Training & development

Training & development

Statement 1.16

All members of the IBD team should develop competencies and be educated to a level appropriate for their role, with access to professional support and supervision.

Why is this important?

Reducing disease activity. Improving quality of life. Avoiding hospitalisation and surgery. These are the treatment goals for managing IBD. But the clinical features, symptoms and impact of Crohn’s and Colitis are highly variable and complex – which can make it challenging to achieve these aims.

At the same time, we’ve seen a recent rise in new management strategies relating to all aspects of clinical care. These incorporate an increasingly complex range of medical therapy options, the growth of minimally invasive surgical techniques, and greater emphasis on getting patients involved in decision making and measuring treatment and management outcomes.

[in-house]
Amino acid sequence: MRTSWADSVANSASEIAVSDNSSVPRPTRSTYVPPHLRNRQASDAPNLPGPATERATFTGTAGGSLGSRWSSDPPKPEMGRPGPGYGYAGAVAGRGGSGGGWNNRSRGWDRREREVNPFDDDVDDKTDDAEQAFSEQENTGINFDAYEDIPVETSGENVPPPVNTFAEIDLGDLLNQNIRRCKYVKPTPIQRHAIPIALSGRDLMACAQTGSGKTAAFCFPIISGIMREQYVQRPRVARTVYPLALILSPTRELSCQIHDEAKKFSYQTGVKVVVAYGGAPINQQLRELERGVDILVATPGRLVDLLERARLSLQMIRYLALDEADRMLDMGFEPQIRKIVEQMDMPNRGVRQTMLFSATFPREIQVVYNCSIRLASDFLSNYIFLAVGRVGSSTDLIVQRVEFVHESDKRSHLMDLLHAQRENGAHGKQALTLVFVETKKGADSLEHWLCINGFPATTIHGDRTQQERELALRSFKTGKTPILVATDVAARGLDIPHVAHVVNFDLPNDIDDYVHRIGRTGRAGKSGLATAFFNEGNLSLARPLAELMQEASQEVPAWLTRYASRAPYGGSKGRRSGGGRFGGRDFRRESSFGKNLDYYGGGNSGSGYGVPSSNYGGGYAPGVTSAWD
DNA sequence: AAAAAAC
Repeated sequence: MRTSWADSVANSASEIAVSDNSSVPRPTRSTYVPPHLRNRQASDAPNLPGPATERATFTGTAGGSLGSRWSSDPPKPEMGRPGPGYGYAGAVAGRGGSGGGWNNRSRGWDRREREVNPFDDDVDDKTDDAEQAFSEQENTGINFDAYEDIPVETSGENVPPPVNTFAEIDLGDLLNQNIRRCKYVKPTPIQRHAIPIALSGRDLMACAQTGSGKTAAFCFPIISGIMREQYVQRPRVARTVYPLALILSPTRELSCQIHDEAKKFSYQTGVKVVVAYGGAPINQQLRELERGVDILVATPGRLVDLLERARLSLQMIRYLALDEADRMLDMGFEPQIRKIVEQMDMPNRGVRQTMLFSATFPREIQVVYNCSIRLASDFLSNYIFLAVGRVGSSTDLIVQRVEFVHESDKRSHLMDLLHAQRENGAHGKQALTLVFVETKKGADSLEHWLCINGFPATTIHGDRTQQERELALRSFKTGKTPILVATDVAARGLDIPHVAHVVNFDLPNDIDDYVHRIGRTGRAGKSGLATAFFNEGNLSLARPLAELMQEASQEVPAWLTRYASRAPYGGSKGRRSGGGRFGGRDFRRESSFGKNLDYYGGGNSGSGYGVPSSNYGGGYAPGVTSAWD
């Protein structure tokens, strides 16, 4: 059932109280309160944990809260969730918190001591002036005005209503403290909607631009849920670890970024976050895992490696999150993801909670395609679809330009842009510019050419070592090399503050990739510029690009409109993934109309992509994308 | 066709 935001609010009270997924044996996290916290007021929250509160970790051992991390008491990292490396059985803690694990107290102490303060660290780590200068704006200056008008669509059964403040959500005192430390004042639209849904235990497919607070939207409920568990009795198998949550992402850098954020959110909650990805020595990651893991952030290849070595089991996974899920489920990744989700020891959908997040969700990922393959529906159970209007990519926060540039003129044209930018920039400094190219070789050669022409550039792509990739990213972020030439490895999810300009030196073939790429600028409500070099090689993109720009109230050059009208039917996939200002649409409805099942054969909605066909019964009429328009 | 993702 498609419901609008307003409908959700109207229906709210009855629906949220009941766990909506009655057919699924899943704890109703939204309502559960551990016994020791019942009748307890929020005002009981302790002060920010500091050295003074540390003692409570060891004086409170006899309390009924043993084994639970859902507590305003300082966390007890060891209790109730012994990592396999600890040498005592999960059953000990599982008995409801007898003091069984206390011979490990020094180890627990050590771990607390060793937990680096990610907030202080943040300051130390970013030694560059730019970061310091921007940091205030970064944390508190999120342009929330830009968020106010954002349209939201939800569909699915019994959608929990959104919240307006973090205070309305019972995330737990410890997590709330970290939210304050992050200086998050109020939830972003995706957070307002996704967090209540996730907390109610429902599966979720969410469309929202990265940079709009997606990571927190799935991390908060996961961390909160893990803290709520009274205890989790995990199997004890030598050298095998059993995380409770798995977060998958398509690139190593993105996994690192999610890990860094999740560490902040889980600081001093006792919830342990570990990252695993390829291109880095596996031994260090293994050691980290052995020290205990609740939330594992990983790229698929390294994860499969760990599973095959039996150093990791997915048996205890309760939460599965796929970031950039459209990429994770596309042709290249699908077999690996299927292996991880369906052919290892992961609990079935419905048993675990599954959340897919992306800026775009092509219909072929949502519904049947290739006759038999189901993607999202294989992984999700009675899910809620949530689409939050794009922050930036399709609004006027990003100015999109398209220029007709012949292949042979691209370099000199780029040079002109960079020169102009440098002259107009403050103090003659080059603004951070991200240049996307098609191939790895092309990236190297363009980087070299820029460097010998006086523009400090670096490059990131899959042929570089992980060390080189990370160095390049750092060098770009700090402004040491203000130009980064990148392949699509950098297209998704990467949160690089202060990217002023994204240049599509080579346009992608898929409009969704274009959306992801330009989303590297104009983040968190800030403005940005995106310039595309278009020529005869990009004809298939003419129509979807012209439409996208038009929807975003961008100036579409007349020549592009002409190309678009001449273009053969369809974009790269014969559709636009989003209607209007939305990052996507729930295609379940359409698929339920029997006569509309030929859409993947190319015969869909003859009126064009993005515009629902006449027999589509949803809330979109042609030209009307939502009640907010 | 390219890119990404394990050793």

These changes are presenting new opportunities. In particular, the growth of the multidisciplinary team within IBD care delivery means that all team members can help deliver these new models of care by becoming more actively involved in patient pathways and service development.

That sounds good in theory – but national audits have shown variable standards of experience and expertise. It’s essential to address this if we want to achieve consistent, comparable and personalised care for patients.

One solution here is to enable greater opportunities for shared education and upskilling and to ensure that development plans are in place and well-supported and resourced for all members of the IBD team.

This is an excellent training module – it’s very helpful for primary care, particularly on the dose and length of steroids for Crohn’s Disease.

Feedback on RCGP e-learning module